The 3-4-3 limits Joshua Kimmich, who seems unsure about how to play as a wingback; the formation leaves the back three isolated; this formation does not use Thomas Müller’s best strengths; the attackers are not able to play in the manner in which they can in a 4-5-1. Everyone is unsure — the team seems slow and labored. It worked against Portugal; but it might not work moving forward.

This also brings up Robin Gosens who had a great performance and two very abject performances. However, he seems to be a favorite of the coach and maybe, the 3-4-3 will stand because Löw must play Gosens for a reason unbeknownst to the fans.

From where I am standing, a switch to a 4-5-1 is sorely needed right away.

There are huge question marks surrounding Germany’s young attackers

What has happened to Serge Gnabry, the same Gnabry who combined with Robert Lewandowski in the 2019/2020 season to form the most deadly Champions League duo over a single season of all time?

What has happened to Sané, a high profile transfer to Bayern Munich and once upon a time, the PFA Young Player of the Year in England for Manchester City?

What has happened to Kai Havertz, a star at Bayer Leverkusen in the 2019/2020 season?

What has happened to Timo Werner, a number nine who once tore up defenses as a part of RB Leipzig?

How can everyone be out of form at the same time? Perhaps, the answer is simply that is has been an extremely long season impacted by COVID-19; but something is really wrong. Havertz has a few goals to his name but his performances have seemed languid. Gnabry and Havertz both had one high quality game and that was against Portugal. They became their lackluster selves again against Hungary.

How can Joachim Löw fix this?

Joachim Löw got it wrong, but also got it right

I have been very critical of Joachim Löw to date; however, he did get a few things right so far. Firstly, swallowing his pride and inviting the Raumdeuter back has reaped rewards so far; Müller’s voice and coaching ability has been vital to Germany so far.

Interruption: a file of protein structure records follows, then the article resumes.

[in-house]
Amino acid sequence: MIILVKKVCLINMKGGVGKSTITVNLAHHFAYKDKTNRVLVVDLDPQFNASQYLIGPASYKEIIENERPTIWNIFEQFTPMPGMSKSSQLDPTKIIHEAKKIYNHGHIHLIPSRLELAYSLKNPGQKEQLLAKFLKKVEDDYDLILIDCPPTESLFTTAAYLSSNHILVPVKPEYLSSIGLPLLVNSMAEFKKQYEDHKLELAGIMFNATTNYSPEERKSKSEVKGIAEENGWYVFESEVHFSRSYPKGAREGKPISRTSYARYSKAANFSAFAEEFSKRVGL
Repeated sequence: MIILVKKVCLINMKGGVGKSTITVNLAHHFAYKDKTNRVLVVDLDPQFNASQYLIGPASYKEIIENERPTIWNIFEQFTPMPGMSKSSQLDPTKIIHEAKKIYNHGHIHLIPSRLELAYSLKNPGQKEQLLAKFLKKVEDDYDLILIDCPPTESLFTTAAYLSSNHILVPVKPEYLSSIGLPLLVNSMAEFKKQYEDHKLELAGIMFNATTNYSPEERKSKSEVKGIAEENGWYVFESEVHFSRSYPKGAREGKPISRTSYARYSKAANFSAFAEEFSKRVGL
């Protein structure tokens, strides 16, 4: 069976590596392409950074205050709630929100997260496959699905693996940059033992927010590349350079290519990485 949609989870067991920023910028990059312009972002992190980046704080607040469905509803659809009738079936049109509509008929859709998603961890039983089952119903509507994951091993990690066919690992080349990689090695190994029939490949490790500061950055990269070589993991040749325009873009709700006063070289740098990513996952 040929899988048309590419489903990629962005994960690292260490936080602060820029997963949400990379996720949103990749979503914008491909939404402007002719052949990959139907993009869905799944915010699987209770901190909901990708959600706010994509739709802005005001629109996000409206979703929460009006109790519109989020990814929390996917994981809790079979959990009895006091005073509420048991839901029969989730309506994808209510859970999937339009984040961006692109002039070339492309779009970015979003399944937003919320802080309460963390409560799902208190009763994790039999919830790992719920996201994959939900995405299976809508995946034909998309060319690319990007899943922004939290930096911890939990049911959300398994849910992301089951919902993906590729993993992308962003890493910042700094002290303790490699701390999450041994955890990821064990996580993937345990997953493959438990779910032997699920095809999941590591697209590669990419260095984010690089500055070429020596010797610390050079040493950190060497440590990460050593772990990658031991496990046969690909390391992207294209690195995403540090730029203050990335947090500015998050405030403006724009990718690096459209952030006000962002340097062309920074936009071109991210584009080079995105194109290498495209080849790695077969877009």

Secondly, Löw got it right against Portugal; Nelson Semedo was there to be exploited and Germany did so repeatedly. The 3-4-3 was appropriate for that match. Bringing on Leon Goretzka and throwing every attacker, especially Musiala, on against Hungary, thirdly, was brave but necessary and it paid off. I think sticking to Matthias Ginter and Mats Hummels due to the former’s solidity and the latter’s ball-playing abilities are also correct decisions.

At the same time, the stubbornness to stick to a 3-4-3 which does not benefit his players, the stubbornness to stick with Joshua Kimmich as a wingback and instead play the duo of Toni Kroos and a misfiring Ilkay Gündogan in midfield, the stubbornness to play with a false nine instead of Kevin Volland, is mind-boggling.

Germany is in the Round of 16 in spite of, not because of, Joachim Löw, although Löw has gotten a few decisions right.

What do you think were the biggest takeaways from Germany’s group stage performances? Let us know your thoughts below and, as always, thank you for reading!